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Research project

J. Barton - EPSRC- EP/G042403/1 -Composite material performance and damage tolerance

Project overview

The underlying motivation for this research is the scientifically driven need to fully understand the structural performance of polymer composite materials and structures in high-strain rate events. Composite materials are used in land, sea and air vehicles in high performance applications, particularly where speed and manoeuvrability are primary considerations. High strain rate events occur during collision with other objects and in the case of military vehicles when subject to or close to a blast. After experiencing the event the structure may fail completely or it may suffer damage that will reduce its service life, which is sometimes accompanied by sudden unexpected failure. The loss in integrity of the material will therefore increase the risk of serious injury to passengers or third-parties. Furthermore in defence applications the risk of damage to systems and instrumentation is an important key concern that will have a knock-on effect in terms of threat to life. To reduce and mitigate the risk it is essential that the behaviour of the material subject to high velocity deformation is known and the effect on the structural performance is established. This proposal addresses both of these challenges. The material behaviour is a function of the time the event takes and the applied deformation or strain. High velocity deformations are accompanied by a temperature change in the material. The proposal takes all three of these factors (time, strain and temperature) into account and combines two full-field measurement techniques into simultaneous high speed data capture methodology to provide a new means of materials characterisation. The techniques are: Digital Image Correlation (DIC) based on an optical measurement of deformation and Infra-Red Thermography (IRT). Significant innovation will be required to make these techniques suitable for high speed measurement, in terms of illumination, surface preparation and optical access/magnification. A further facet to the work is investigating behaviour after the high velocity deformation event and the subsequent evolution of damage in components that have experienced an event that has not caused failure. In summary the proposed methodology brings together material evaluations at small scale using high resolution techniques that covers the material performance during a high velocity deformation and its performance after the event. The outcome of the work will be a new approach to material and component assessment. The work will provide materials models that can be combined with existing analytical models and therefore establish a underpin residual strength predictions. The methodology will provide a basis for design that enhances damage tolerance, and which links the material properties with the experimentally derived material performance limits. This is of paramount importance, as the purpose of the proposed work is to establish a methodology that can be applied generally and establish a fundamental 'bench-mark' for high velocity material characterisation. The methodology will provide a complete thermomechanical model of the material behaviour and will provide a safer environment in both civil and military applications.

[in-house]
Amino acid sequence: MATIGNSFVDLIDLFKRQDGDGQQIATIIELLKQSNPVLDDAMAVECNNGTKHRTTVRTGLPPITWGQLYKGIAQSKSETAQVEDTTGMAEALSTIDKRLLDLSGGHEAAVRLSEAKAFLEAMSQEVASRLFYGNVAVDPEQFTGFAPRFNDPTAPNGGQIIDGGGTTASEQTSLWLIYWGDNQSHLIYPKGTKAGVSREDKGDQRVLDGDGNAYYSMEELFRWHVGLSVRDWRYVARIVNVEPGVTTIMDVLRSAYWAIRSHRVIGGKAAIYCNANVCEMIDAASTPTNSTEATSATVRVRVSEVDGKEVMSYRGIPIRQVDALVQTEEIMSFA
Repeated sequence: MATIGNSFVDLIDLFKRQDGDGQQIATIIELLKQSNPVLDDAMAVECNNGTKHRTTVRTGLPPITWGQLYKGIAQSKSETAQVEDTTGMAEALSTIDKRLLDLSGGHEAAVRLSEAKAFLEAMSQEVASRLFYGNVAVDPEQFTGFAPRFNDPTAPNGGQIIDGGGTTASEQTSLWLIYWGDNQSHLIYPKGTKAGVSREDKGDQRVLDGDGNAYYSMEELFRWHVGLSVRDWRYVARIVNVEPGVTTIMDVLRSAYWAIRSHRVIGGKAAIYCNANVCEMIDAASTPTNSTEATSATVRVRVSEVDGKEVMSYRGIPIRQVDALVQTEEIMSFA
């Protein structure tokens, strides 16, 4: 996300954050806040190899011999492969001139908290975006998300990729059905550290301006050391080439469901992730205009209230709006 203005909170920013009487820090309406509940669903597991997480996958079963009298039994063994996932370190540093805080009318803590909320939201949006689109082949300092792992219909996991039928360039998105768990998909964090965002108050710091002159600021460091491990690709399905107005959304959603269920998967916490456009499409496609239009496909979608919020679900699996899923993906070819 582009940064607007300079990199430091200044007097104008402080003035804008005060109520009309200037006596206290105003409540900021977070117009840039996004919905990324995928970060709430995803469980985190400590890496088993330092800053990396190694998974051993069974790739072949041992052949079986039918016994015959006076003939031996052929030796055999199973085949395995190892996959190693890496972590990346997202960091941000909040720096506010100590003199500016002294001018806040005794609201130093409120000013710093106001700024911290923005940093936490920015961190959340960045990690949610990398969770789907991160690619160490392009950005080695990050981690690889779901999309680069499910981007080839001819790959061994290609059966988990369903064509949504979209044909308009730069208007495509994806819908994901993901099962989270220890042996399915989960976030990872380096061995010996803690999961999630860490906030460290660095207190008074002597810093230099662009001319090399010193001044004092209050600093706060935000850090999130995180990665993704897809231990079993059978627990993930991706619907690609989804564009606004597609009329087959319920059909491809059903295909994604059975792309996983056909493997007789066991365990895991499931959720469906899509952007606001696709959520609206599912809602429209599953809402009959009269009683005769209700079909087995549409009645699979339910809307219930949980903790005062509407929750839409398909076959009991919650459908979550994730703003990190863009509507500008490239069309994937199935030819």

Lead researcher

Professor Janice Barton

Professor of Experimental Mechanics
Other researchers

Professor Stephen Boyd BEng, MSc, PhD


Research interests

  • Maritime Composites
  • Experimental and Numerical mechanics
  • Non-contact full-field techniques for validation of numerical models

Ajit Shenoi

Collaborating research institutes, centres and groups

Research outputs

Gary Battams,
, 2016 , Composites Part A: Applied Science and Manufacturing , 91 , 420--435
Type: article
G. Crammond,
, 2014 , Journal of Marine Engineering and Technology , 13 (1) , 23--35
Type: article
G. Crammond,
, 2013 , Optics and Lasers in Engineering , 51 (12) , 1368--1378
Type: article
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